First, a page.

* Join network groups strategically. Chose wisely as your time is limited. Look for groups that have people of influence in fields and industries in which you’d like to work
* Be trustworthy. Think it through. When your sponsor advocates on your behalf, she’s putting her reputation on the line that you are consistently a professional, high performer. Make her proud that she vouched for you.
* Keep your weaknesses out of it. Sure, we all have flaws and vulnerabilities. Leave these for conversations with your mentor. Keep your conversations with your sponsor on a more professional level.
Sponsorship is earned
Catalyst strongly points out that sponsorship is earned, and to attract sponsors, it’s up to you to make your talents, skills and strengths known to both your coworkers and senior leadership. Act on your own behalf and consistently demonstrate your commitment to your own career growth. That’s the vital factor in catching the attention of a high level sponsor.
And, most importantly!
When you’re developing a relationship GIVE first. Give, and give some more. Ask someone you’d like to be your sponsor how you may be of service to him. Then, serve.
Hewlett explains how she once worked pro bono with a potential sponsor for three months (!) before letting him know what connection she wanted him to introduce her to. Of course, he was happy to make the introduction and endorsement.
Giving shows your professionalism, the quality of your work, and your respect for your sponsor’s position. Remember, sponsors risk their own rep when they recommend you. Give them the chance to really get to know your work ethic and attitude before asking them to go to bat for you.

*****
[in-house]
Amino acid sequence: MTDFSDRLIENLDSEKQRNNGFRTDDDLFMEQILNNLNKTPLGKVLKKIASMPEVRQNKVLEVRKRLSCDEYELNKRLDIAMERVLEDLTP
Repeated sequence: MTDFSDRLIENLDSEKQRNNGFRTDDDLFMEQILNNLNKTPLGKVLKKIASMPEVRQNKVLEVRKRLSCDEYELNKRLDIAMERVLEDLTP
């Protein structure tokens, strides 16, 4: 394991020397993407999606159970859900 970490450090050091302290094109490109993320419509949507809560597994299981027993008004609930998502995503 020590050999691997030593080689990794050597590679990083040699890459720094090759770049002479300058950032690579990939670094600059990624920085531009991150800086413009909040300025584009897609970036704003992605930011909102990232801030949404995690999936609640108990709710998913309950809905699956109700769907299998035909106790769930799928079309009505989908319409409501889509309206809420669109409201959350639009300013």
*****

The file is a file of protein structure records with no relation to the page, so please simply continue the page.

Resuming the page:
Four Actions Companies Can Take to Develop Top Talent
Sylvia Ann Hewlett suggests four actions companies can take to develop their high potentials through sponsorships. Here are those four ideas with a bit of explanation.
- Make sponsorship program robust. Senior leadership needs to take a proactive role in talent management, and support the enrichment, education and growth of both women and people of color. Don’t leave this to chance, a clear path and a structured approach is the way to make sure this happens.
- Lead from the top. As with all successful initiatives, sponsorship grows with support from the highest levels of leadership. Leadership needs to be visible and vocal in their support of this program.
- Pay attention to the pipeline. Deliver sponsorship from the time an employee joins your organization through each career transition point, as in promotion to manager and director. Hewlett recommends that especially women and people of color, both typically underrepresented in leadership roles, receive sponsorship.
- Make sponsorship safe. Traditionally, people have sponsored people who look like themselves. Senior leadership can encourage this program by making sponsorship transparent, easy and simple.Some progressive companies are seeing the value in developing their high potentials, and giving senior leadership clear opportunities and responsibilities for developing their people.
Ibarra cites IBM Europe for being one such forward-thinking company. Senior leaders are matched with younger professionals who are high potentials. And sponsors are held responsible for developing these YPs.
When these high potentials are found to have gaps in their skills sets for the current or next level of career development, it’s up the their sponsor to find projects to help them fill in the skills gap.
Imagine what such conscientious sponsors could do for your organization in attracting, developing and retaining your top talent.
What have you found works for getting a sponsor and/or sponsoring others? Leave your comments below.
Also, if you’re looking for training in developing your high potentials for leadership roles, let’s chat. I also deliver coaching for leaders and future leaders.
I’m at Crystal@CrystalJonas.com 719.291.0366.